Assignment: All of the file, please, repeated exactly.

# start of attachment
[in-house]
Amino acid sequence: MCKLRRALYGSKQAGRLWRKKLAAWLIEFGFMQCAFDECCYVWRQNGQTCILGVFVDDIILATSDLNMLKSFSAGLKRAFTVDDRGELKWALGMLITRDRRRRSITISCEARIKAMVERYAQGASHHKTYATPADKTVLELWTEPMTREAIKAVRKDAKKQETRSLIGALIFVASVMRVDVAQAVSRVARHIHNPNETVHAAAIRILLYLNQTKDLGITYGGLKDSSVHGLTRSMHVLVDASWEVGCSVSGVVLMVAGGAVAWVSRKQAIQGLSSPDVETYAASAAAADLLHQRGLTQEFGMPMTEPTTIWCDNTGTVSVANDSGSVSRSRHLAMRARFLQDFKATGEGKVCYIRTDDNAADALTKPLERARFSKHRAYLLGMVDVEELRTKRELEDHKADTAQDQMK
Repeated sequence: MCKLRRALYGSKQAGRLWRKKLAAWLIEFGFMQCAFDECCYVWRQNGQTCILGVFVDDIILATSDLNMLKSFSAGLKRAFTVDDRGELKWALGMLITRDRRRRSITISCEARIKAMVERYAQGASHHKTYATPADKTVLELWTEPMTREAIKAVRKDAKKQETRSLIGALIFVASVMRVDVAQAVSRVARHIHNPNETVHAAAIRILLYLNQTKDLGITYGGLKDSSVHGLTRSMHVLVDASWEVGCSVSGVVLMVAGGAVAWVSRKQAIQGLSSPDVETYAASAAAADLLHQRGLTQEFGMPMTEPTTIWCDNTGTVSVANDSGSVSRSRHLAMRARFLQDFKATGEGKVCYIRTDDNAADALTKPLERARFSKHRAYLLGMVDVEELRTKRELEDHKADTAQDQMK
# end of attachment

[in-house]
Amino acid sequence: MCKLRRALYGSKQAGRLWRKKLAAWLIEFGFMQCAFDECCYVWRQNGQTCILGVFVDDIILATSDLNMLKSFSAGLKRAFTVDDRGELKWALGMLITRDRRRRSITISCEARIKAMVERYAQGASHHKTYATPADKTVLELWTEPMTREAIKAVRKDAKKQETRSLIGALIFVASVMRVDVAQAVSRVARHIHNPNETVHAAAIRILLYLNQTKDLGITYGGLKDSSVHGLTRSMHVLVDASWEVGCSVSGVVLMVAGGAVAWVSRKQAIQGLSSPDVETYAASAAAADLLHQRGLTQEFGMPMTEPTTIWCDNTGTVSVANDSGSVSRSRHLAMRARFLQDFKATGEGKVCYIRTDDNAADALTKPLERARFSKHRAYLLGMVDVEELRTKRELEDHKADTAQDQMK
Repeated sequence: MCKLRRALYGSKQAGRLWRKKLAAWLIEFGFMQCAFDECCYVWRQNGQTCILGVFVDDIILATSDLNMLKSFSAGLKRAFTVDDRGELKWALGMLITRDRRRRSITISCEARIKAMVERYAQGASHHKTYATPADKTVLELWTEPMTREAIKAVRKDAKKQETRSLIGALIFVASVMRVDVAQAVSRVARHIHNPNETVHAAAIRILLYLNQTKDLGITYGGLKDSSVHGLTRSMHVLVDASWEVGCSVSGVVLMVAGGAVAWVSRKQAIQGLSSPDVETYAASAAAADLLHQRGLTQEFGMPMTEPTTIWCDNTGTVSVANDSGSVSRSRHLAMRARFLQDFKATGEGKVCYIRTDDNAADALTKPLERARFSKHRAYLLGMVDVEELRTKRELEDHKADTAQDQMK